Today I’m kicking off Working In My PJs, a monthly series where I chat to people who are running their own business online.
When I was starting out, I’d longing look at those with fancy websites and dazzling testimonials and wondered what it would be like to have one’s shit together. Did they ever fail to shower for three days or procrastineat six slices of toast or routinely question their sanity, or was that just me?
I was hungry for real, behind-the-scenes stories. So I’m asking some fabulous folks lots of nosy questions to discover how and why they do what they do.
From writers to coaches to artists to makers, this isn’t “hot lemon water at dawn and $10,000 of passive income before lunch” stuff. This is real talk about the highs and lows, the buttock-clenching doubt, and the everyday minutiae of carving out a living online.
I’m excited that we begin with Sas Petherick.
Sas is unconditionally committed to your self-belief. She is a Coach for Thinking Humans and Mentor for Thoughtful Coaches and deftly guides her clients out of the mire of self-doubt. With a Master’s degree in Coaching & Mentoring, and as a Certified Dr Martha Beck Coach, her approach is heartfelt and effective, deeply intuitive and immediately applicable to your life.
She has been both my coach and client, but more than anything she’s simply one of my most favourite humans on the planet – hilarious and deeply intelligent, putting buckets of heart and integrity into everything she creates.
Let’s go behind the scenes of her thriving corner of the interwebs.
1. Can you recall THE moment you realised you were ready to work for yourself full-time?
I absolutely remember this moment! I was engaged in quite dramatic snot-filled sobbing at the time.
It was the final morning of a retreat I had co-hosted and the whole week had been full of mind-blowing amazingness. For the first time in my life I knew in my bones what I wanted to be when I grew up. So the idea of going back to the office on Monday felt like a death to me (hence the ugly cry).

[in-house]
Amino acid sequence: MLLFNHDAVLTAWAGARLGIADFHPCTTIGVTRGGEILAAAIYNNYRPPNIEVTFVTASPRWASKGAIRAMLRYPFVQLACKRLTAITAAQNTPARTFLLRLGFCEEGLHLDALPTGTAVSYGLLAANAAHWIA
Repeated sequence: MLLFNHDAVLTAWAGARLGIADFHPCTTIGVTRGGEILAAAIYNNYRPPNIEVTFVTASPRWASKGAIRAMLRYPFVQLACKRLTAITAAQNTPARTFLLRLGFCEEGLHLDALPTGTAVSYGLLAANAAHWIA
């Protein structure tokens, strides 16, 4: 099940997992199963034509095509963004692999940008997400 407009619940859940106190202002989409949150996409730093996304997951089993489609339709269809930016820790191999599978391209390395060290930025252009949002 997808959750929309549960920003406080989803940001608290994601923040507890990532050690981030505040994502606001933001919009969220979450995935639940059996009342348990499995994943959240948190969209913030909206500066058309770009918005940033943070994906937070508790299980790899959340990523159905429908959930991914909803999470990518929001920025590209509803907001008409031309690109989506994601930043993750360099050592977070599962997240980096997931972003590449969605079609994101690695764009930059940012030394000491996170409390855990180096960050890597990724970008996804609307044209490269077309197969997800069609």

It took two more years of working at the office while building up my coaching practice on the side before I could make the leap. It was totally worth it.
2. Pick three adjectives to describe your work.
Deep. Playful. Thoughtful.
3. What do you do, specifically, to earn your own crust?
This is such a great and under-asked question! I have been steadily increasing my income by about 20% each year over the last five years and I am on track to have my best year yet.
About 35% of my income comes from 1:1 coaching, 25% from my two group programmes, 20% from mentoring other coaches, 15% from retreats and the remainder is from sundry things like affiliate payments.
4. What does a typical working day look like? Do you like structure/routine or are you more a by-the-seat-of-the-pantser?
I always thought I would be so much more free and easy but I’ve found my work thrives with a bit of structure. My weeks follow the same pattern: Monday is writing day – blog posts, newsletters, marketing etc. I have client sessions on Tuesday, Wednesday and Thursday (I have the energetic capacity for 3-4 sessions per day). Friday is left over for catching up on client notes or admin and I try to meet a friend for lunch or finish up early.
5. As this series is called Working In My PJs, may I ask about your workplace attire?
Comfort is everything and I love natural fibres, so mostly cotton t-shirts, linen tops and ‘lounging pants’. I have a vast selection of cardigans and I have happily embraced the Ugg.